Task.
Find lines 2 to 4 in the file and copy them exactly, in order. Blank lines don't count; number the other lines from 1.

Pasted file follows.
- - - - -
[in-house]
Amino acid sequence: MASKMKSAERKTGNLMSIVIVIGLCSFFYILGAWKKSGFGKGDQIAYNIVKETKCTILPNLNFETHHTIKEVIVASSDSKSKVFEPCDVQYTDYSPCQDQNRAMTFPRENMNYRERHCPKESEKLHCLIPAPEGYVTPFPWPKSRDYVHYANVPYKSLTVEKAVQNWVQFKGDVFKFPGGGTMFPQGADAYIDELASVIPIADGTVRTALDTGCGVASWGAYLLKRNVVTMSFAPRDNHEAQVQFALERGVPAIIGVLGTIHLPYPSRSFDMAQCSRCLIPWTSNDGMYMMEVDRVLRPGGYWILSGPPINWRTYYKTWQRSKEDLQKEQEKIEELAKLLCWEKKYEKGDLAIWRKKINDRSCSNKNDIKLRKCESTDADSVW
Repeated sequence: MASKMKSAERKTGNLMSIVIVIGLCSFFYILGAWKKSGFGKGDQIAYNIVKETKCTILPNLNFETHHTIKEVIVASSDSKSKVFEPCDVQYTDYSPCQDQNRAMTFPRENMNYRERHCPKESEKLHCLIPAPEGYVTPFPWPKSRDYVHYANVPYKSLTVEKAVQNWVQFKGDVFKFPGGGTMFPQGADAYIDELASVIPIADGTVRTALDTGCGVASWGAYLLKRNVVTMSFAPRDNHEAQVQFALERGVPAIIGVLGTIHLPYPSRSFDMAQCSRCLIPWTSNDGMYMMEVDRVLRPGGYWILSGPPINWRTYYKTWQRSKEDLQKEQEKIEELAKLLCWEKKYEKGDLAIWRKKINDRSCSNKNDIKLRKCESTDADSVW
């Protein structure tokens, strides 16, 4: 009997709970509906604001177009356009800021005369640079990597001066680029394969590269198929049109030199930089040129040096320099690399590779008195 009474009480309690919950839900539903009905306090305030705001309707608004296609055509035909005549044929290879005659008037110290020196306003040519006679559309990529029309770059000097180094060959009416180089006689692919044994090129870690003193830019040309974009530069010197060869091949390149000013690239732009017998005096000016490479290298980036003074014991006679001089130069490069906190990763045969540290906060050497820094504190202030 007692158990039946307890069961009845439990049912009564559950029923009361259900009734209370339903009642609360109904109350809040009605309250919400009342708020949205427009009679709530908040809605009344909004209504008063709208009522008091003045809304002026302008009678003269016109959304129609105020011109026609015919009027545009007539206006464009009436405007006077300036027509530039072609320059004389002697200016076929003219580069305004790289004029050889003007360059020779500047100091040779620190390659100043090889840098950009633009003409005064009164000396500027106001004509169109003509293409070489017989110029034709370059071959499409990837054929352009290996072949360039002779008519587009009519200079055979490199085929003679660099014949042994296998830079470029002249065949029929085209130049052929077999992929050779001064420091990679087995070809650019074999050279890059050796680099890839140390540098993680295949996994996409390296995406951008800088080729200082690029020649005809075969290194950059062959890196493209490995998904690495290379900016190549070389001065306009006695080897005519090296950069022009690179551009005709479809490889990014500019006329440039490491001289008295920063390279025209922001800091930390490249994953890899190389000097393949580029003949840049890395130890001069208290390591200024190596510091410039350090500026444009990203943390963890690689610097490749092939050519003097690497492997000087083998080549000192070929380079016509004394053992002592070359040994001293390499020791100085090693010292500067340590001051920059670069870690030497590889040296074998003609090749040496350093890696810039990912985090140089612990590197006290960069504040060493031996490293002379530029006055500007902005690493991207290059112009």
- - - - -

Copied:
Amino acid sequence: MASKMKSAERKTGNLMSIVIVIGLCSFFYILGAWKKSGFGKGDQIAYNIVKETKCTILPNLNFETHHTIKEVIVASSDSKSKVFEPCDVQYTDYSPCQDQNRAMTFPRENMNYRERHCPKESEKLHCLIPAPEGYVTPFPWPKSRDYVHYANVPYKSLTVEKAVQNWVQFKGDVFKFPGGGTMFPQGADAYIDELASVIPIADGTVRTALDTGCGVASWGAYLLKRNVVTMSFAPRDNHEAQVQFALERGVPAIIGVLGTIHLPYPSRSFDMAQCSRCLIPWTSNDGMYMMEVDRVLRPGGYWILSGPPINWRTYYKTWQRSKEDLQKEQEKIEELAKLLCWEKKYEKGDLAIWRKKINDRSCSNKNDIKLRKCESTDADSVW
Repeated sequence: MASKMKSAERKTGNLMSIVIVIGLCSFFYILGAWKKSGFGKGDQIAYNIVKETKCTILPNLNFETHHTIKEVIVASSDSKSKVFEPCDVQYTDYSPCQDQNRAMTFPRENMNYRERHCPKESEKLHCLIPAPEGYVTPFPWPKSRDYVHYANVPYKSLTVEKAVQNWVQFKGDVFKFPGGGTMFPQGADAYIDELASVIPIADGTVRTALDTGCGVASWGAYLLKRNVVTMSFAPRDNHEAQVQFALERGVPAIIGVLGTIHLPYPSRSFDMAQCSRCLIPWTSNDGMYMMEVDRVLRPGGYWILSGPPINWRTYYKTWQRSKEDLQKEQEKIEELAKLLCWEKKYEKGDLAIWRKKINDRSCSNKNDIKLRKCESTDADSVW
């Protein structure tokens, strides 16, 4: 009997709970509906604001177009356009800021005369640079990597001066680029394969590269198929049109030199930089040129040096320099690399590779008195 009474009480309690919950839900539903009905306090305030705001309707608004296609055509035909005549044929290879005659008037110290020196306003040519006679559309990529029309770059000097180094060959009416180089006689692919044994090129870690003193830019040309974009530069010197060869091949390149000013690239732009017998005096000016490479290298980036003074014991006679001089130069490069906190990763045969540290906060050497820094504190202030 007692158990039946307890069961009845439990049912009564559950029923009361259900009734209370339903009642609360109904109350809040009605309250919400009342708020949205427009009679709530908040809605009344909004209504008063709208009522008091003045809304002026302008009678003269016109959304129609105020011109026609015919009027545009007539206006464009009436405007006077300036027509530039072609320059004389002697200016076929003219580069305004790289004029050889003007360059020779500047100091040779620190390659100043090889840098950009633009003409005064009164000396500027106001004509169109003509293409070489017989110029034709370059071959499409990837054929352009290996072949360039002779008519587009009519200079055979490199085929003679660099014949042994296998830079470029002249065949029929085209130049052929077999992929050779001064420091990679087995070809650019074999050279890059050796680099890839140390540098993680295949996994996409390296995406951008800088080729200082690029020649005809075969290194950059062959890196493209490995998904690495290379900016190549070389001065306009006695080897005519090296950069022009690179551009005709479809490889990014500019006329440039490491001289008295920063390279025209922001800091930390490249994953890899190389000097393949580029003949840049890395130890001069208290390591200024190596510091410039350090500026444009990203943390963890690689610097490749092939050519003097690497492997000087083998080549000192070929380079016509004394053992002592070359040994001293390499020791100085090693010292500067340590001051920059670069870690030497590889040296074998003609090749040496350093890696810039990912985090140089612990590197006290960069504040060493031996490293002379530029006055500007902005690493991207290059112009």